As President Donald Trump pressures schools to reopen this fall or risk losing federal funds, school districts have been working around the clock to finalize plans for fall amidst ever-changing circumstances.
Some of Wisconsin's education leaders say reopening will vary between communities.
"Some schools will have more space and others. Some schools will have less space. So some schools will put in different models," said Deputy State Superintendent Mike Thompson, with the Department of Public Instruction.
As many families wait to hear what school will look like in the fall, Thompson thinks most districts are working toward in-person learning to the best of their ability.
"I don't think there's any question from anybody's perspective that kids are better off back in school back in front of their teachers and in a face to face. But the fact of the matter is, is we have to do it safely," said Thompson.
With new coronavirus cases climbing in Wisconsin, the Milwaukee Teachers Education Association had harsh words for the president's recent remarks.
"He has purposely failed public schools and now he wants to scapegoat public school students and public school workers by threatening to withhold federal funding from districts that can't safely reopen and it's shameful," said MTEA President Amy Mizialko.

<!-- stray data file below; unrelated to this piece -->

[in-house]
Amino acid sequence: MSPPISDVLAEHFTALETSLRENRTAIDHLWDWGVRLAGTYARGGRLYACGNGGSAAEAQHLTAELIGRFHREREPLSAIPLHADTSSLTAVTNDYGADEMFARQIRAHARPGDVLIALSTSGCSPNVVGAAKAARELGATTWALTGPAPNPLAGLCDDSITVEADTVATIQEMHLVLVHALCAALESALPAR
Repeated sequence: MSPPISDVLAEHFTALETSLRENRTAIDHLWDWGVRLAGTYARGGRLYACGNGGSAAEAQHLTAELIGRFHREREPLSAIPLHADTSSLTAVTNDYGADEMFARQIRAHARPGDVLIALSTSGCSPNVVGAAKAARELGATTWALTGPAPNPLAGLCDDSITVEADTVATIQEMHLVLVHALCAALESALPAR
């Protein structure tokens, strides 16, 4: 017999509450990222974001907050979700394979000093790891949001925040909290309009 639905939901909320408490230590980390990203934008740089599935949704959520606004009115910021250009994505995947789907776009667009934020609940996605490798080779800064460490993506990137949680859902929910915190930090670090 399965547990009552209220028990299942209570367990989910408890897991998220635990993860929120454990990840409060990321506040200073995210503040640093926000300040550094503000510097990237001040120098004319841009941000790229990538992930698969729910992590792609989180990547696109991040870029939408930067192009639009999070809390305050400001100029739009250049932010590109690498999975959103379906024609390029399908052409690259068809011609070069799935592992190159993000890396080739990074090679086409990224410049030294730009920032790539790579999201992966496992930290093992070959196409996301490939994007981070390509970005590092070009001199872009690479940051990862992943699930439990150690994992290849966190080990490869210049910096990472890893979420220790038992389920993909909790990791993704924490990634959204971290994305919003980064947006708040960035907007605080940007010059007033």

Menomonee Falls and Franklin school districts both want students back for in-person learning with changes.
Milwaukee Public Schools plans to unveil its recommendation next week.
School Board Director for MPS, Paula Phillips, says they are continuing to talk with public health officials, parents, and educators.
"I think what would it take to have the president’s comments affect anything that we do would be if he actually offered resources and actual instruction or at least agree with the CDC in terms of what safety parameters are needed to keep kids in person and safe," said Phillips.
Thompson could not respond directly to President Trump's threat to cut federal funding, citing the lack of context about what the president was referring to.
However, Thompson said while federal dollars make up a small percentage of school funds considering the financial burden coronavirus has cost school districts cutting even small amounts of funding could jeopardize their ability to provide quality education.